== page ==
On the morning of 4 January 1789, M. Michaud corresponding member of the Academy of Science of Turin at Nice observed "an immense group of clouds like towers piling up". This not only drew his attention but also allowed him to make a prediction to his two older sons:

[...] nous aurions bein pu decouvrir quelque trombe de mer dans la journee
(we could discover some waterspouts during the day)
— [Michaud 1801, p. 5]

Approximately two hours later at 10:05 am, Michaud observed at sea the "embrion of a waterspout" surrounded by "high plumes like sails pushed by the wind toward the surface" (a in Fig. 1). The structure narrowed and  was later observed as a "column of fog" over land (b in Fig. 1).

Fig. 1 - The "embrion of a waterspout" at Nice on 6 January 1789.

At 11:52 am the confirmation of Michaud's  prediction arrived, as his second son, now in charge with the observations, shouted: "Mon Pere, une trombe de mer superbe!" (Michaud 1801, p. 6).  Fig. 2 shows the "superb" waterspout "passing majestically in front of Nice". The base of the waterspout, which was as the beginning "calm" was now "a veritable volcano crater" with parabolic jets of water emerging from the centre. As Michaud and his sons were watching this "extraordinary spectacle" hail (1-1.5 cm in diameter) begin to fall.

Fig. 2 - The first waterspout observed at Nice on 6 January 1789. 

Soon after, a second waterspout begin to form and was observed initially only at the surface of the sea (a in Fig. 3). The vertical structure of the waterspout became apparent (c in Fig. 3) once the pendant structure from the cloud indicated as (b) in Fig. 3 moved over the sea surface structure.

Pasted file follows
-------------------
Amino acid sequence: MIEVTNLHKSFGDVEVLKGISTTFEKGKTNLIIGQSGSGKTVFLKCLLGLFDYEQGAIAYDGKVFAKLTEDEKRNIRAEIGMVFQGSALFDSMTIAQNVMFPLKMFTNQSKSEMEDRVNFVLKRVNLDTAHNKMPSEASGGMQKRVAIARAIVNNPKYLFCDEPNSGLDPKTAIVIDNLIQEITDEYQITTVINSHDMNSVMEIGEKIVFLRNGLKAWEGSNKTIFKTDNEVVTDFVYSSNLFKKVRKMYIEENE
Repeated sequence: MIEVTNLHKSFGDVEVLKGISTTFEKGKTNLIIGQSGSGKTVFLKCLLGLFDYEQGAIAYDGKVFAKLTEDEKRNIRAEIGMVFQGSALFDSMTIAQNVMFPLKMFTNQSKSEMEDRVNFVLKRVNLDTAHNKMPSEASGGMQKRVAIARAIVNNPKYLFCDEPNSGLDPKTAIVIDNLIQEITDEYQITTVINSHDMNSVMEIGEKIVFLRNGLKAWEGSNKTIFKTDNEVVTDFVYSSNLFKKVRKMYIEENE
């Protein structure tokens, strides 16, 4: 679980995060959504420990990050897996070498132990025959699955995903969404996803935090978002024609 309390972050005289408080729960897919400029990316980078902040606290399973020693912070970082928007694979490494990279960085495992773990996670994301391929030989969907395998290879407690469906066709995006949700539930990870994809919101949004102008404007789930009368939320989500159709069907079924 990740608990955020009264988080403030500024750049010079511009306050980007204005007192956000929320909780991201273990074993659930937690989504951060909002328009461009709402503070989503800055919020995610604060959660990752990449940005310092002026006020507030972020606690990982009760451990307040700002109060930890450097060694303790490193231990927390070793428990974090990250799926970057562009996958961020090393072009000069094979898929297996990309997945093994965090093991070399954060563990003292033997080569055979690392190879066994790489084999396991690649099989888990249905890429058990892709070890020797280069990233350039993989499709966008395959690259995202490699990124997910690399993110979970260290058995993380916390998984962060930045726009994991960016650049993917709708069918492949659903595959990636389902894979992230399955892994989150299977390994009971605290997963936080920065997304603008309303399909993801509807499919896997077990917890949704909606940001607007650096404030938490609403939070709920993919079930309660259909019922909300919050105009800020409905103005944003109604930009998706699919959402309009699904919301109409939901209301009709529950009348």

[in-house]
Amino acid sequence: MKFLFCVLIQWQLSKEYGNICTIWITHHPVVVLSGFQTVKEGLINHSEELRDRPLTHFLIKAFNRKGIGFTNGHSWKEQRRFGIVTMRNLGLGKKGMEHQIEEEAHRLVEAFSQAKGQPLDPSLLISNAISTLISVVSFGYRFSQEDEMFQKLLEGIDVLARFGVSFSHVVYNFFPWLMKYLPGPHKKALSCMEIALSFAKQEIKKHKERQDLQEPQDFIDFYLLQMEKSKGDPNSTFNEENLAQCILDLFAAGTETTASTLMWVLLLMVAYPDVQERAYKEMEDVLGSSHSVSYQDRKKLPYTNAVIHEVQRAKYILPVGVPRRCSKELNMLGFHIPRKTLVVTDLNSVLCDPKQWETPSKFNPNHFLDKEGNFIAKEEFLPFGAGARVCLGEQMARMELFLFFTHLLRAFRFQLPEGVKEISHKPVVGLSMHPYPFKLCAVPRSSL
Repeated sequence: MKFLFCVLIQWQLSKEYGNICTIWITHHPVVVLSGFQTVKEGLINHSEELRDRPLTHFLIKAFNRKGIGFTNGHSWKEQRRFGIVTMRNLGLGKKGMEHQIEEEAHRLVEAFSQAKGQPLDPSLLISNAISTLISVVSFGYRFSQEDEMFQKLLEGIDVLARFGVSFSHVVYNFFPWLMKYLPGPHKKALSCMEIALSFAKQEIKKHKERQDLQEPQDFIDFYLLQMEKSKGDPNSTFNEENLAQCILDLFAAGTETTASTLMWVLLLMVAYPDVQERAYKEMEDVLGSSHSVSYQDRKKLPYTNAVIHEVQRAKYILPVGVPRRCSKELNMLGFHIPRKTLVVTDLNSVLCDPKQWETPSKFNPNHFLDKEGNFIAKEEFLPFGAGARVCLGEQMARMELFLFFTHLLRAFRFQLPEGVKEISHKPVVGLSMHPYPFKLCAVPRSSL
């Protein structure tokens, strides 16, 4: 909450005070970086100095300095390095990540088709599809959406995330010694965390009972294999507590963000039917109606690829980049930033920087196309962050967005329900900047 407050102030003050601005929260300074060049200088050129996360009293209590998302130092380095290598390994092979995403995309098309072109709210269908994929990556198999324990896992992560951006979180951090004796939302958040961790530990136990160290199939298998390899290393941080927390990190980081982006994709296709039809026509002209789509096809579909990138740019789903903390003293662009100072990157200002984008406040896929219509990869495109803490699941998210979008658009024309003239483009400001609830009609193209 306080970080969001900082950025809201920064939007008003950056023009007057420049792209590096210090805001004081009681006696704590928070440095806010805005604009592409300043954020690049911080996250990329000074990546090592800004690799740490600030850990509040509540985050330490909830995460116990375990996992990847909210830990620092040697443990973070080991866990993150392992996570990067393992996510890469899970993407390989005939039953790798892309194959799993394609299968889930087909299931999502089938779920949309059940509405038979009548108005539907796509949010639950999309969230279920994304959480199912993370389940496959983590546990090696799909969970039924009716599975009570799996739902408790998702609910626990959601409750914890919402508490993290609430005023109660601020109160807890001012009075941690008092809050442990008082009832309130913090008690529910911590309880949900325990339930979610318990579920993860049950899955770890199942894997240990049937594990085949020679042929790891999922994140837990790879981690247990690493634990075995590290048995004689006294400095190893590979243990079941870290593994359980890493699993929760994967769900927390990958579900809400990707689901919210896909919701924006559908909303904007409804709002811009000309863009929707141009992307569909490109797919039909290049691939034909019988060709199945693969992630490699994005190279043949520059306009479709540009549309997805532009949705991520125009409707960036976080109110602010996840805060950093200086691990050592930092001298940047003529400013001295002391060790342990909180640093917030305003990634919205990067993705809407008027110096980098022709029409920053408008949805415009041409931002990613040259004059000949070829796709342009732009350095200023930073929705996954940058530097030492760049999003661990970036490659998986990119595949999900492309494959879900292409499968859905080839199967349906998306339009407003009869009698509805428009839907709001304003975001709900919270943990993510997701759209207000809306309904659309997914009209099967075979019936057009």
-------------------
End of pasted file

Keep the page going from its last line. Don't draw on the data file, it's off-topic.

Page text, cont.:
Fig. 3 - The evolution of the second waterspout observed at Nice on 6 January 1879.

The account of the waterspouts from 4 January together with some speculations regarding their formation were published by Michaud in Memoires de l'Academie de Turin in 1801. This account contains, to my knowledge, the first verified waterspout forecast for Europe.  The article, which also contains a description of two waterspouts observed in 19 March 1789 Nice (Fig. 4) was translated to German an published in Annalen der Physik in 1801. 

Fig. 4 - Waterspouts observed at Nice on 19 March 1789.


Michaud, 1801: Observations sur les trombes de mer vues de Nice en 1789, le 6 Janvier et le 19 Mars. Memoires de l' Acad. de Turin, Tome 6, p. 322. (via gallica.bnf.fr).

AuthorBogdan Antonescu